David: I went to A&M, and then I went to Baylor Law School where I met my wife, so she’s an attorney as well.
Darryl: Linda is a Baylor …?
David: Baylor Law School grad, right. She was one quarter behind me.
Darryl: Now, both of y’all are well-published.
Darryl: How many now?
David: Boy, I don’t know. I think, at one time, I had 12 or 13 books that I’d either authored, co-authored, or edited. She has, I think, two or three books. She’s got a two-volume treatise on punitive damages. She’s got a book on legal research and writing. She’s now on her sixth edition. We’ve been publishing. We’ve been married 50 years. We celebrated our 50th wedding anniversary a couple months ago.
David: And so, we’ve been publishing. I think 1980 was when we started our first publication, so it’s like a lifetime investment. Our plan, even in retirement, is to keep those books up, but also to prepare for the transition. [20:06].6]
Most people don’t realize that the copyrights are usually held by the publisher so that, for example, if I’m no longer able to keep the book up, the publisher can say, We’re going to find another author. We have the copyright and we want to keep it going.
So, I’ve transitioned to bring in co-authors. I’ve brought my son in on one of my books and I’ve told him, “For the future, you don’t have to keep it up, but at least you have the option.”
Darryl: Yeah, that’s that royalty income as a part of your retirement plan.
David: It is, and so we try not to count on it because it varies from year to year, depending on whether you do a new addition.
Darryl: Yeah, that’s true. Yeah, they do. I would think they do one every year, but they don’t.
David: No, there’s some books that you do do. It’s a soft-cover book, so you might update it every year. I’ve been working on a couple of those books. But most of them, you do a new hard-cover edition every four to five years, and in the interim years, you do annual supplements. The annual supplements keep you busy, but that is some income each year then. [21:01].3]
Darryl: Then that makes sense. Okay. Then, just as I tie a bow on here, I just want to know, you alluded to your next phase in life. You have a lot. I mean, I don’t know your health, but you always have a smile on your face, always have energy. You look great. I’m not patronizing you, but you’ve had 39 years of academic work and you seem to be still vibrant.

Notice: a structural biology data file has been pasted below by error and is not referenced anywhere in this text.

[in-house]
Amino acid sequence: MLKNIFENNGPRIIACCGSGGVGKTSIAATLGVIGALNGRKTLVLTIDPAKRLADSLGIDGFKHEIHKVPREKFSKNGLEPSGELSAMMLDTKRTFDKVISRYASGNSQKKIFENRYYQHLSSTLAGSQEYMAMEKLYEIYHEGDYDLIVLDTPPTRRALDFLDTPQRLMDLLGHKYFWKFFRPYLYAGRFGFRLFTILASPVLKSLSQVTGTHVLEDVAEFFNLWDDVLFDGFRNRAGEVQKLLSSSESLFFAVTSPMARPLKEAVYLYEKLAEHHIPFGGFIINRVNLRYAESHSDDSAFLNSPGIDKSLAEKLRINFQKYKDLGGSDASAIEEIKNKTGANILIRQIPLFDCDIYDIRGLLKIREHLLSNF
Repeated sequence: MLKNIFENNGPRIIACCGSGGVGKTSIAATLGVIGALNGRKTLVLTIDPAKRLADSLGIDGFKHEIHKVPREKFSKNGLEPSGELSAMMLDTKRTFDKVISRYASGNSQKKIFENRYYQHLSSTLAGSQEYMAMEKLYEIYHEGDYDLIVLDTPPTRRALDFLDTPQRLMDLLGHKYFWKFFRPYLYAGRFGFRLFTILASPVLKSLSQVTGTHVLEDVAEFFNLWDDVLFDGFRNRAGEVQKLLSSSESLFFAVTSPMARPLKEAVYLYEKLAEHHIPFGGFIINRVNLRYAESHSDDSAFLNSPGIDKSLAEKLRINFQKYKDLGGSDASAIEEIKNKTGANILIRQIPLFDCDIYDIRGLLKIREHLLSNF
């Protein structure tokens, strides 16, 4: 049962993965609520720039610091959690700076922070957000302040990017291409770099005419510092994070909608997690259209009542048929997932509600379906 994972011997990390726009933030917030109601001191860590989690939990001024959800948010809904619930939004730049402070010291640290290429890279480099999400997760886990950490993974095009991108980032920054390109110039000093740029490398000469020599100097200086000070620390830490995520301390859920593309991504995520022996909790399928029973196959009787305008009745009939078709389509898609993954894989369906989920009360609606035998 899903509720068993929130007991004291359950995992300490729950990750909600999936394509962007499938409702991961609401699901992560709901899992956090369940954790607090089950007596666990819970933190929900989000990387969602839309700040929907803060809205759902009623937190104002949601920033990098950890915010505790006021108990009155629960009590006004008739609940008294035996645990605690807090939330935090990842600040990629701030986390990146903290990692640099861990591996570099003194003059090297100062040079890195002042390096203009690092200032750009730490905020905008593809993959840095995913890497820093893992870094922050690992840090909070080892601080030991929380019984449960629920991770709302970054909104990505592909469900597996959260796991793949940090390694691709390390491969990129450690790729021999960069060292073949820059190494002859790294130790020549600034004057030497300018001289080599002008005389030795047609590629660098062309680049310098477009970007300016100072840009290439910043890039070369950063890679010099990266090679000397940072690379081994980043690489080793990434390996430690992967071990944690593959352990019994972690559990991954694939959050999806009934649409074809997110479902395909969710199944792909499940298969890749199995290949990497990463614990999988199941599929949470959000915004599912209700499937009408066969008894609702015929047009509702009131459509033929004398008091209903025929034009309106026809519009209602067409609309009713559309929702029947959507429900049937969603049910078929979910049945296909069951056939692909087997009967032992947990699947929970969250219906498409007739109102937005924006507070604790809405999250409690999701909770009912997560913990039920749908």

With all that being said, you’re going to help out at the university. They’re going to need you. I mean, you bring so much experience, they’re going to call you all the time, so we know that’s going to happen.
David: Sure, sure.
Darryl: But between you going over to the university, is there any nonprofit work or any missionary work that you’re going to have?
David: Probably. I wouldn’t say missionary work, but we’re both active members of Concordia Lutheran Church here in San Antonio, and there are a number of opportunities to lead studies and so I probably will be continuing to do that. We have a Men’s Bible Breakfast that meets every Tuesday morning and I’ve done studies in that, usually for five or six weeks at a shot so that you’re not doing it full time. But I anticipate doing that and I anticipate being involved in other nonprofit activities. [22:03].3]
Darryl: Yeah, absolutely. People are going to–
David: I hope to travel a little bit.
Darryl: Good, good.
David: The problem with traveling is you have to figure out where the money is going to come from to pay for the airline ticket.
Darryl: That’s true.
David: So, we’re going to wait for things to kind of settle down and say, Okay, I think we can make a big trip next year. Yeah, we’re already looking at we’re going to be going to Hawaii for a couple weeks in December, so that’s all been paid for.
David: And I’m counting the days till I can put on my dark glasses and t-shirt and flip flops and just take it easy.
Darryl: It’ll be real soon. I’m excited for you.
David: Yeah, we’re looking forward to it.
Darryl: I’m really excited for you and Linda. It’s so good to have you on the show. It really is.
David: Thank you, Darryl.
David: I’m happy to see you. I’m happy for you. Thank you for being here.
David: We really appreciate it. You’ve been a valuable friend and we’ve always appreciated your advice and your counsel.
Darryl: Yeah, thank you. Oh, I almost forgot the last question.
Darryl: What’s your favorite salsa?
David: Pace Picante.
Darryl: Pace, okay.
David: Mild. Now, I’ve been indoctrinated. I’ve been here 39 years. I don’t know if you remember some of the old television commercials with Pace. They used to manufacture Pace in San Antonio. [23:03].3]
Darryl: “Get a rope.”
David: Yeah, “Get a rope.” “That’s made in New York City.”
David: Yeah, in fact, my wife and I have this debate. I can probably take sauce a little hotter than she can, but we agree on the medium.
Darryl: On the medium? Okay, all right.
David: On the medium. Pace Picante Sauce, medium.
Darryl: Good, good, good. I’ve had more than one person tell me Pace. I need to go back to it because it does have a unique flavor.
David: It does.
Darryl: And, yeah, I need to check it out again. Thank you again.
For those that have listened to the end of the show, I appreciate you. Again, if you need to meet with a financial advisor, text 74868 and just put in that text, “Texas”. Remember, you think different when you think long term. Have a great day.